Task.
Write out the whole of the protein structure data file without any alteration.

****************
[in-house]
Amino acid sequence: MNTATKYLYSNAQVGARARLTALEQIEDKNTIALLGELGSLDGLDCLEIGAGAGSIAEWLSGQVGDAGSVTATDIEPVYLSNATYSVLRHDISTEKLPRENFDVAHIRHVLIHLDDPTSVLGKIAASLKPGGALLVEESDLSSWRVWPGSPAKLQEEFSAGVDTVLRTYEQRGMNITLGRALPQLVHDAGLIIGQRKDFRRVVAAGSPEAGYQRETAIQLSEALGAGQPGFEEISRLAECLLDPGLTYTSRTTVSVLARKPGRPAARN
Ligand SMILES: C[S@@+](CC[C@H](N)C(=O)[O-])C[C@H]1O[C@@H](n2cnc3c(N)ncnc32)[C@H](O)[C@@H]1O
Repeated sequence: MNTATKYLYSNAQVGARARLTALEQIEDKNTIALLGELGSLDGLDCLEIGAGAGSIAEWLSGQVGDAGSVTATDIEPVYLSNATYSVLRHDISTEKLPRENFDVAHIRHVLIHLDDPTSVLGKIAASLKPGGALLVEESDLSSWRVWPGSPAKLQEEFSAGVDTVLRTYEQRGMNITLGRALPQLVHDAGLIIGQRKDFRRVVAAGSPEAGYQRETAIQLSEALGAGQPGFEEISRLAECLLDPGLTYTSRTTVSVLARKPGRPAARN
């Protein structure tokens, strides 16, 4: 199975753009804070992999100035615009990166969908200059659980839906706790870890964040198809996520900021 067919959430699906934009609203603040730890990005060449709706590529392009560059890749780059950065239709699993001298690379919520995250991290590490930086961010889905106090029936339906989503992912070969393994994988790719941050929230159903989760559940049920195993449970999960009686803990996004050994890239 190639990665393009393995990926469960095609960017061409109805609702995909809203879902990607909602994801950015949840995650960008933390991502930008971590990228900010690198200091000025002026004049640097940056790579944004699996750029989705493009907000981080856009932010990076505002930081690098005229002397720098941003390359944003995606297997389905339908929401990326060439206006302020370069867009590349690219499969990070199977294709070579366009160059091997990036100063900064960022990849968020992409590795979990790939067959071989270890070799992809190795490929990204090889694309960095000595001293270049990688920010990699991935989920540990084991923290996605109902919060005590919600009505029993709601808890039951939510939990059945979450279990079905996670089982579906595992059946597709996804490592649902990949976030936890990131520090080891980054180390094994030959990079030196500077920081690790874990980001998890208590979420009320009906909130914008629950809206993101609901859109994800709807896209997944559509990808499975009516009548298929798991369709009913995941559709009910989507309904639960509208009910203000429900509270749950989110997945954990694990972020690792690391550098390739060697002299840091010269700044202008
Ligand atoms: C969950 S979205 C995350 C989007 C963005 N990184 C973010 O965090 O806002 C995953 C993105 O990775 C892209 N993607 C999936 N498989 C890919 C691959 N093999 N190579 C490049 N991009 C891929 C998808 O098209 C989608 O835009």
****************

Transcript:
[in-house]
Amino acid sequence: MNTATKYLYSNAQVGARARLTALEQIEDKNTIALLGELGSLDGLDCLEIGAGAGSIAEWLSGQVGDAGSVTATDIEPVYLSNATYSVLRHDISTEKLPRENFDVAHIRHVLIHLDDPTSVLGKIAASLKPGGALLVEESDLSSWRVWPGSPAKLQEEFSAGVDTVLRTYEQRGMNITLGRALPQLVHDAGLIIGQRKDFRRVVAAGSPEAGYQRETAIQLSEALGAGQPGFEEISRLAECLLDPGLTYTSRTTVSVLARKPGRPAARN
Ligand SMILES: C[S@@+](CC[C@H](N)C(=O)[O-])C[C@H]1O[C@@H](n2cnc3c(N)ncnc32)[C@H](O)[C@@H]1O
Repeated sequence: MNTATKYLYSNAQVGARARLTALEQIEDKNTIALLGELGSLDGLDCLEIGAGAGSIAEWLSGQVGDAGSVTATDIEPVYLSNATYSVLRHDISTEKLPRENFDVAHIRHVLIHLDDPTSVLGKIAASLKPGGALLVEESDLSSWRVWPGSPAKLQEEFSAGVDTVLRTYEQRGMNITLGRALPQLVHDAGLIIGQRKDFRRVVAAGSPEAGYQRETAIQLSEALGAGQPGFEEISRLAECLLDPGLTYTSRTTVSVLARKPGRPAARN
């Protein structure tokens, strides 16, 4: 199975753009804070992999100035615009990166969908200059659980839906706790870890964040198809996520900021 067919959430699906934009609203603040730890990005060449709706590529392009560059890749780059950065239709699993001298690379919520995250991290590490930086961010889905106090029936339906989503992912070969393994994988790719941050929230159903989760559940049920195993449970999960009686803990996004050994890239 190639990665393009393995990926469960095609960017061409109805609702995909809203879902990607909602994801950015949840995650960008933390991502930008971590990228900010690198200091000025002026004049640097940056790579944004699996750029989705493009907000981080856009932010990076505002930081690098005229002397720098941003390359944003995606297997389905339908929401990326060439206006302020370069867009590349690219499969990070199977294709070579366009160059091997990036100063900064960022990849968020992409590795979990790939067959071989270890070799992809190795490929990204090889694309960095000595001293270049990688920010990699991935989920540990084991923290996605109902919060005590919600009505029993709601808890039951939510939990059945979450279990079905996670089982579906595992059946597709996804490592649902990949976030936890990131520090080891980054180390094994030959990079030196500077920081690790874990980001998890208590979420009320009906909130914008629950809206993101609901859109994800709807896209997944559509990808499975009516009548298929798991369709009913995941559709009910989507309904639960509208009910203000429900509270749950989110997945954990694990972020690792690391550098390739060697002299840091010269700044202008
Ligand atoms: C969950 S979205 C995350 C989007 C963005 N990184 C973010 O965090 O806002 C995953 C993105 O990775 C892209 N993607 C999936 N498989 C890919 C691959 N093999 N190579 C490049 N991009 C891929 C998808 O098209 C989608 O835009």